Here is an interesting topic, everyone uses QR codes - can they be malicious?
@denbestenI agree, however it appears there is great faith and face put behind QR codes both by the private sector and public sector.
A case in hand, New Zealand Vaccine Passport - issued centrally, fine, but guess what the PDF they issue is editable - dub..... So this opens it directly up for fraudulent practices and in fact fake passports are available for $10 per pot on the black market already.
Plus there is no means to verify that it is fake or real, unless the outlet insists on seeing a valid identity card or drivers license or passport.
Again, it comes down to the adage "Trust, but Verify", however some people have a tendency to violence, when cornered which puts off outlets from actually doing the right thing i.e. verifying.
I don't want to sound like "there's an app for that", but do any of you use apps which can sandbox or otherwise verify the safety of a URL? As far as myself, it's easy to avoid scanning a QR code. But I'm thinking about the average person, and whatever defenses they might use, given how widespread QR codes are.
Veering slightly from QR codes and into verification....
the PDF they issue is editable
Yea, that is a bit messed up....
Plus there is no means to verify that it is fake or real
... or perhaps completely messed up.
Not being in (or near) NZ I do not know how their passport works. Does the QR simply regurgitate the text on the PDF or is it a link to download the original PDF from the issuer?
Sounds like there may be two problems.... verification of identity (e.g. showing the drivers license) and verification of authorization (ensuring it actually came from the issuer).
Forgery is always a problem when you let the subject man-in-the-middle you. The only real answer is some sort of out-of-band communications channel... either for the doc itself or for the the public key if digitally signing.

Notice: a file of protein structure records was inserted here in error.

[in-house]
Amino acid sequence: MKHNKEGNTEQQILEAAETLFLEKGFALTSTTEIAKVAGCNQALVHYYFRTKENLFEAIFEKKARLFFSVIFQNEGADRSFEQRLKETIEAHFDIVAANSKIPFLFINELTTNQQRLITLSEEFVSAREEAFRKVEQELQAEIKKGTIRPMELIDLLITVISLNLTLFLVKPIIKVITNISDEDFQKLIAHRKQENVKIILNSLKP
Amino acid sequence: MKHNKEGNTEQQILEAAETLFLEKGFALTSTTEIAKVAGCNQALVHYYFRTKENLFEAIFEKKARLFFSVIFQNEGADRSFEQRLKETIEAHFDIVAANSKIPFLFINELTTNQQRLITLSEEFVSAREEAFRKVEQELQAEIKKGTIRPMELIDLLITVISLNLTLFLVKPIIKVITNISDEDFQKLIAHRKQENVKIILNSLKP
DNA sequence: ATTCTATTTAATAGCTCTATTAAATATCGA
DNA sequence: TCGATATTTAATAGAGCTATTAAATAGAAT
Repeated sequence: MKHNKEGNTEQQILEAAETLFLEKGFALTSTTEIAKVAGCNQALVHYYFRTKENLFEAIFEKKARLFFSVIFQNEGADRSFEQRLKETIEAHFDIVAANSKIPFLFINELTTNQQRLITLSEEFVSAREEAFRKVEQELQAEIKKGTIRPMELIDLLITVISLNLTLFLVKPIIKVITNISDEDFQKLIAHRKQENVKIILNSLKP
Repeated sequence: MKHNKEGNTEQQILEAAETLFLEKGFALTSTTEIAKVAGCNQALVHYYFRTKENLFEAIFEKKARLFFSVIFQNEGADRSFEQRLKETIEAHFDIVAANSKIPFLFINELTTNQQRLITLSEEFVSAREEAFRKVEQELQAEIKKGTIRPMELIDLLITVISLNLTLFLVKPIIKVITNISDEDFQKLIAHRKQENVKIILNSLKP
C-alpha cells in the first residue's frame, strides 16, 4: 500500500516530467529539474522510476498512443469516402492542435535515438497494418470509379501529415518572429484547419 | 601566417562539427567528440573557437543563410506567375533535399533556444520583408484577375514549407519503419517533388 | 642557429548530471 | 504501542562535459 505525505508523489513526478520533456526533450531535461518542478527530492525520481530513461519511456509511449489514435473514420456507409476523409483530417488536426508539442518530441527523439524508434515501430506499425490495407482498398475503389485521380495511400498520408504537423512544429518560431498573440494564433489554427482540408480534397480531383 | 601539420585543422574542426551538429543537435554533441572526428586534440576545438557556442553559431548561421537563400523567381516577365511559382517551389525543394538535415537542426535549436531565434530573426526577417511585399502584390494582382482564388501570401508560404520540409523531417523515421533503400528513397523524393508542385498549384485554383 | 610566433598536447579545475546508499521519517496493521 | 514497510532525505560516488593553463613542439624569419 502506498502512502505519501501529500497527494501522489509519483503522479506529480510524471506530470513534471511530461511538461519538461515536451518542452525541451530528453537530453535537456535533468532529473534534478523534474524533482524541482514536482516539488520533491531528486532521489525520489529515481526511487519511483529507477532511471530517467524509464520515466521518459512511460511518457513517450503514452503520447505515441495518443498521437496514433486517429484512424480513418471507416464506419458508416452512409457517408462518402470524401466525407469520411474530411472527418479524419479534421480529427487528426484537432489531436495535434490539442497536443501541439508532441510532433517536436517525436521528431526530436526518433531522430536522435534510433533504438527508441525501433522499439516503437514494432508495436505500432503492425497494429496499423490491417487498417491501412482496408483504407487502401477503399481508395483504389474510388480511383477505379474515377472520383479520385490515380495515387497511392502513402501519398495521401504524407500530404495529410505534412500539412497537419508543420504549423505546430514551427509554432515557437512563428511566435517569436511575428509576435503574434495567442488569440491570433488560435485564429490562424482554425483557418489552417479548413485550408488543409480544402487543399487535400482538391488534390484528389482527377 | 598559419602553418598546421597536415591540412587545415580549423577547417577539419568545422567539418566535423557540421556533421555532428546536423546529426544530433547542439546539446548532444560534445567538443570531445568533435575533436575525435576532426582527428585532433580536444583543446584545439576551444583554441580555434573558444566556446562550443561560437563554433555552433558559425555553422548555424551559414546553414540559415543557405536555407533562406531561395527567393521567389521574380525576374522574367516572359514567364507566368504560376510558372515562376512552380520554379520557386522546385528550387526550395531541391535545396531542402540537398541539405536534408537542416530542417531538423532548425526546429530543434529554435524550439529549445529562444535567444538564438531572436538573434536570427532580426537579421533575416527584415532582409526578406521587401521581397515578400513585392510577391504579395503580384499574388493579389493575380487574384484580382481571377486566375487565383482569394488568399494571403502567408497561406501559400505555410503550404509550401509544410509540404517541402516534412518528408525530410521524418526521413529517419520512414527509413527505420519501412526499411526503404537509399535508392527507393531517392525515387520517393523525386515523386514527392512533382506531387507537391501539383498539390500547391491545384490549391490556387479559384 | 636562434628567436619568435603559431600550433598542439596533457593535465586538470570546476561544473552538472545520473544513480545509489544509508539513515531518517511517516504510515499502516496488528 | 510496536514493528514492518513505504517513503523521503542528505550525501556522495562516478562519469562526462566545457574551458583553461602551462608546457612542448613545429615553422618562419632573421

Like you I rarely scan QR codes. The android app I use is "Barcode Scanner" by XY Labs. I have had it on my phone "forever". After scanning, it displays the URL with an "open in browser" button (and a product search button if UPC).
Prompts for next step after scanning.
No risk analysis.
Last update 2019; my phone warns of Android 11 compatibility concerns.
The last "con" is enough for me to withhold my recommendation and to merely report what I have.
@denbestenGood thoughts, it is worst than that a) the original source code is available via Github and b) the actual technical specification including the encryption technique used is available in public too.
The mind simply boggles open source vs protecting people - it feels like a we did so well, we would like to commercialise it and make some money at the same time moment.
It uses the international standards, but what was the point give the above.
Here is the latest update and warning from the FBI:
It has been proven you can create games and programs within QR Codes by using the largest format i.e. 3 Kilobytes with compression techniques applied.
This is fully demonstrated in the demonstration at the link provided below:
A lot of developers and standards suddenly need to be adjusted.
So how quickly will industry respond to this through encryption or other controls?